Canada and the United States are in "extremely intense" talks to reach a deal on the North American Free Trade Agreement (NAFTA) ahead of a Friday deadline set by US President Donald Trump.
Canadian Foreign Minister Chrystia Freeland arrives for trade talks at the office of the US Trade Representative in Washington, DC, August 29, 2018. (Photo: AFP)
Canadian Minister of Foreign Affairs Chrystia Freeland said in Washington on Wednesday that officials from both sides are working on some remaining sensitive bilateral disputes, according to the Canadian Broadcasting Corporation.
Trump announced Monday that the US and Mexico had reached a preliminary bilateral trade pact that would replace NAFTA and that Canada should join the deal or face tariffs against Canada's automobile manufacturing industry.
The Friday deadline is probably a good thing insofar as it has Canada at the table again, said John Ries, an international trade expert from the University of British Columbia.
"Both sides have known what the issues are and what each side is proposing, but they haven't really sat down and worked really hard at coming up with compromises," Ries told Xinhua on Wednesday. "This is creating a lot of focus to really resolve issues that they've known about and they're not going to get resolved by not talking."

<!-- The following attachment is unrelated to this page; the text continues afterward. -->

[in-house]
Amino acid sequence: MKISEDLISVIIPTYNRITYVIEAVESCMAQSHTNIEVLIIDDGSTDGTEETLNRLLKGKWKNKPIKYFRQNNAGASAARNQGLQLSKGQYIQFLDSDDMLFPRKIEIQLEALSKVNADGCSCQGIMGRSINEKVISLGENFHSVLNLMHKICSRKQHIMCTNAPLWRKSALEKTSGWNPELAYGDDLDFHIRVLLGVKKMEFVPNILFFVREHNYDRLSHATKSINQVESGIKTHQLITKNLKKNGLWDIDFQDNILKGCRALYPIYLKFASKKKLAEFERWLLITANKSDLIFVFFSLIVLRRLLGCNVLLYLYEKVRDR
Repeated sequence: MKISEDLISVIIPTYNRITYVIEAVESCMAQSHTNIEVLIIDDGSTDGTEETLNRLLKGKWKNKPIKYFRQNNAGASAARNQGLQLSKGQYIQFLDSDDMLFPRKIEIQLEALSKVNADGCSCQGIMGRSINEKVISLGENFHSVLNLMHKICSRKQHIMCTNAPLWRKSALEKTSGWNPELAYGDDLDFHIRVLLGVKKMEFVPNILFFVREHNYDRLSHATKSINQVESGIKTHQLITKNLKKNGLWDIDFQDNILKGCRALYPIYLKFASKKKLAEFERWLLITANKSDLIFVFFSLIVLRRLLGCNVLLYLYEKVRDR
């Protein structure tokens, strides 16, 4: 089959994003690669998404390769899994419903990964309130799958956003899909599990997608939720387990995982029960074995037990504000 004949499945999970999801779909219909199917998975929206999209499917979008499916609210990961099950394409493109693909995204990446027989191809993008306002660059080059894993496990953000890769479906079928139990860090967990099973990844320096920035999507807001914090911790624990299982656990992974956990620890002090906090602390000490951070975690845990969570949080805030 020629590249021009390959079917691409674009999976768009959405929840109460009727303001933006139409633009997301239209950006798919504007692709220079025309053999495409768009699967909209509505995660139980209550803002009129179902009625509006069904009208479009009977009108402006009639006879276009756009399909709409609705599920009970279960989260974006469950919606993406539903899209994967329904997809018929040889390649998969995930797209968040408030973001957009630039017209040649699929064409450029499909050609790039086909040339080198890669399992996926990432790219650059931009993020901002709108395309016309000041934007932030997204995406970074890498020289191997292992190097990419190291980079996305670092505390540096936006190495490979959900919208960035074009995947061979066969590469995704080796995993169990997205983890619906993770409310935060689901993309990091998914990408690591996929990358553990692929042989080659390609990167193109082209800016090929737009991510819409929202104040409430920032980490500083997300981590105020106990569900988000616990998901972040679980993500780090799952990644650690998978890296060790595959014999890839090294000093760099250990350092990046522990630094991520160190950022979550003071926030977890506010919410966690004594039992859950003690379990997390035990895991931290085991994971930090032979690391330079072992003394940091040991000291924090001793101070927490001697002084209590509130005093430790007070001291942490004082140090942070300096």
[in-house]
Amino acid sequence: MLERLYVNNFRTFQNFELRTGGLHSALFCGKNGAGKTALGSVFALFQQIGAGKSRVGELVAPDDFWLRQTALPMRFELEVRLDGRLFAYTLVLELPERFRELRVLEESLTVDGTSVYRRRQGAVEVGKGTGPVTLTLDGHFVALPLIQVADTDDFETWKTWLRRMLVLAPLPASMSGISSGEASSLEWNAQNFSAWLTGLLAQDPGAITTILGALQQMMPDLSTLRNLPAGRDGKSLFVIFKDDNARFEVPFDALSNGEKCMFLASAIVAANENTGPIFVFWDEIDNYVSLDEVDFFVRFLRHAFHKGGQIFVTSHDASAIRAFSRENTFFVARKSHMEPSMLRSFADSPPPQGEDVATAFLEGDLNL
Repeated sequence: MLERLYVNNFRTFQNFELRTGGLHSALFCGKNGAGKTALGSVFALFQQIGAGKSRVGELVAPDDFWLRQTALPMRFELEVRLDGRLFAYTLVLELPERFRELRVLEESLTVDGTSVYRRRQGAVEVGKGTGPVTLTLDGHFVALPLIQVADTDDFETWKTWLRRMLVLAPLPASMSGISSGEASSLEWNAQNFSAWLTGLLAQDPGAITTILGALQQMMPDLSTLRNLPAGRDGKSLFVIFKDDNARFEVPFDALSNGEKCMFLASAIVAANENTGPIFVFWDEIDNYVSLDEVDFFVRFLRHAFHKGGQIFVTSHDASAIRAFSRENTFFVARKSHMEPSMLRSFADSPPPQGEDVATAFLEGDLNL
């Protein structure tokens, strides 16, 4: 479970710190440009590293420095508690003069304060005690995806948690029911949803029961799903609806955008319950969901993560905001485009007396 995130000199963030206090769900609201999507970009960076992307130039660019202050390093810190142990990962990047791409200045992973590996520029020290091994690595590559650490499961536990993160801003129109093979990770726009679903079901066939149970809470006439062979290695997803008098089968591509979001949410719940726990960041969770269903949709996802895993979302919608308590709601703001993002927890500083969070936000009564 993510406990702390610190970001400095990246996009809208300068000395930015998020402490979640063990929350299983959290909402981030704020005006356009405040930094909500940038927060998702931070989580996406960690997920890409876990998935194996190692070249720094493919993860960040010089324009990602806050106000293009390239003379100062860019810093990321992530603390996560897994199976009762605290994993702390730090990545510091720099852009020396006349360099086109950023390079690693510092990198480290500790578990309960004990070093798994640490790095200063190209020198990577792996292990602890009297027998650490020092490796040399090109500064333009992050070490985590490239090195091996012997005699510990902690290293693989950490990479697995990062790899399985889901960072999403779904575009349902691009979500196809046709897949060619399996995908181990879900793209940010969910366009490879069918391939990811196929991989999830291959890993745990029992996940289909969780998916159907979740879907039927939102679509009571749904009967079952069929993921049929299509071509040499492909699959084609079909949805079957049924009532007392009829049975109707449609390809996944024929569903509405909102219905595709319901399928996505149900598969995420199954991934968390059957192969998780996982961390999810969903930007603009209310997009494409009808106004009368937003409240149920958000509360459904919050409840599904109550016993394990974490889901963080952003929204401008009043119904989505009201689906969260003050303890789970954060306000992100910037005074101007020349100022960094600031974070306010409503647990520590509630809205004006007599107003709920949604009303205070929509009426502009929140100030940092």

It remains to be seen if the Friday deadline is a hard one, said Canadian Prime Minister Justin Trudeau during a visit to northern Ontario on Wednesday.
"I understand that the Americans and the Mexicans very much want to try to get things done by Friday and we're seeing if we can get to the right place by Friday," Trudeau said. "But as I've said all along, it has to be the right deal for Canada and that's what we're staying firm on."
Canada still has the bargaining power, said Ries, because it appears that US lawmakers and Mexico are pushing for a tri-lateral deal and that could limit Trump's ability to single-handedly control NAFTA's fate.
Trudeau's Liberal government, according to media reports on Wednesday, would be willing to give the US more access to its supply-managed dairy industry, one of the main sticking points in the negotiations.
The US and Canada are still working through several issues, including wages and country-of-origin details in the auto manufacturing industry, intellectual property right protection, dispute settlement mechanisms and duty-free limits for cross-border shopping.
"The US does have the advantage of being the big lucrative market," Ries said. "I think they are playing that to their advantage."